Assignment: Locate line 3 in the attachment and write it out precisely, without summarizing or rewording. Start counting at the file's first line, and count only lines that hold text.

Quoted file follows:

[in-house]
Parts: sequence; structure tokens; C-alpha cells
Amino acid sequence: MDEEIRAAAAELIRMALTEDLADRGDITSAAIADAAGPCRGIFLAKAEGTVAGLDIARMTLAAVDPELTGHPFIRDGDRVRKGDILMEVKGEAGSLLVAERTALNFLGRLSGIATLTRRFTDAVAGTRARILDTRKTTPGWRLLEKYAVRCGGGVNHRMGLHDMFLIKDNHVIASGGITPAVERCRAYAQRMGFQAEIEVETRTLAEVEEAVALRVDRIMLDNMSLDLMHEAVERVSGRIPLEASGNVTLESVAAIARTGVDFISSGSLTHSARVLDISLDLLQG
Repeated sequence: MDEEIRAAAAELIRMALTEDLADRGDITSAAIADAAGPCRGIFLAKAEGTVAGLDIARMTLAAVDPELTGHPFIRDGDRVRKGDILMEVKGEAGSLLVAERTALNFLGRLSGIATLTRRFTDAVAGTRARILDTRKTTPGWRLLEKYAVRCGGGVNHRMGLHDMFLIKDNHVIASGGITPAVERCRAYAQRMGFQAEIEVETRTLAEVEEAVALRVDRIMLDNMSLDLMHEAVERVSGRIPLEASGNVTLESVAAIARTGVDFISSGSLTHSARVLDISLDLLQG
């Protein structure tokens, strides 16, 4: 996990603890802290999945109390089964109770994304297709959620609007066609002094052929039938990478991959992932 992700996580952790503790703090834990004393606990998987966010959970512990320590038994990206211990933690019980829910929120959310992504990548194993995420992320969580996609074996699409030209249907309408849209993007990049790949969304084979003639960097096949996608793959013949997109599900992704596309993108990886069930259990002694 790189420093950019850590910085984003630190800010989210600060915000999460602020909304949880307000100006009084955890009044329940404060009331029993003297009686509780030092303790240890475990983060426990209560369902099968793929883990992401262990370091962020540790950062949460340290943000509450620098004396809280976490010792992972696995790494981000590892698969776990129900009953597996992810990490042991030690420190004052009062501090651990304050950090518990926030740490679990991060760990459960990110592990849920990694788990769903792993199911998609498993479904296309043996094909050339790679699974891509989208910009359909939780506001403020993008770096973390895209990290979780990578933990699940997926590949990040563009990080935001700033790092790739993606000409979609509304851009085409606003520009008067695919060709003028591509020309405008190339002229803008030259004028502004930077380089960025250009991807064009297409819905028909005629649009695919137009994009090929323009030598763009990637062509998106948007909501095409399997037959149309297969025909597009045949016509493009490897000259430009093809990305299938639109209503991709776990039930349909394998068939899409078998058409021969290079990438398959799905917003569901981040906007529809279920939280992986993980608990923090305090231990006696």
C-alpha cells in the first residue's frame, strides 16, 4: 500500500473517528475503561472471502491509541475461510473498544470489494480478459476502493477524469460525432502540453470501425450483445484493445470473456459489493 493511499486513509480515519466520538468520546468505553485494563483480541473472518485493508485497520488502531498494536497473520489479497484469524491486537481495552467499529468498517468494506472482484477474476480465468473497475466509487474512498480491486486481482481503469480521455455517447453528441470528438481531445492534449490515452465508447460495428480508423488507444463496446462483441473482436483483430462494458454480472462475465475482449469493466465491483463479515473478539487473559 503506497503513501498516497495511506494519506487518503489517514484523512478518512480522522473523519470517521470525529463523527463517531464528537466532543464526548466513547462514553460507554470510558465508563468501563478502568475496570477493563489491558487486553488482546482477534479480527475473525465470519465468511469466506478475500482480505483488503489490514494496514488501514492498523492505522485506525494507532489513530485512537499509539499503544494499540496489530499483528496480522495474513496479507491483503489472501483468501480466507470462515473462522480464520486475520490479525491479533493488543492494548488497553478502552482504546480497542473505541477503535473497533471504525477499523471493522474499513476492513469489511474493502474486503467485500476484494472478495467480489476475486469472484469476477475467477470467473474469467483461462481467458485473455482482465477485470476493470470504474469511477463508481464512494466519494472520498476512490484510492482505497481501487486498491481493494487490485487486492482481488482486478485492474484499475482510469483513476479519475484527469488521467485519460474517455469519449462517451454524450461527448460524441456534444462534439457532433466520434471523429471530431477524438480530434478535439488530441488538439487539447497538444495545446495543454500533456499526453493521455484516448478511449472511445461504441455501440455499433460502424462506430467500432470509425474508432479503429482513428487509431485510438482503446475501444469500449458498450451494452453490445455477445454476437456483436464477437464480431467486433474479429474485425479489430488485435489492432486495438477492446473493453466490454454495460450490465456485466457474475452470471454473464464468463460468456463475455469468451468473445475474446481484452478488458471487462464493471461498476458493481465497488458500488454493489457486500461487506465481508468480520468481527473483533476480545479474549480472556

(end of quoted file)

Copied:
Amino acid sequence: MDEEIRAAAAELIRMALTEDLADRGDITSAAIADAAGPCRGIFLAKAEGTVAGLDIARMTLAAVDPELTGHPFIRDGDRVRKGDILMEVKGEAGSLLVAERTALNFLGRLSGIATLTRRFTDAVAGTRARILDTRKTTPGWRLLEKYAVRCGGGVNHRMGLHDMFLIKDNHVIASGGITPAVERCRAYAQRMGFQAEIEVETRTLAEVEEAVALRVDRIMLDNMSLDLMHEAVERVSGRIPLEASGNVTLESVAAIARTGVDFISSGSLTHSARVLDISLDLLQG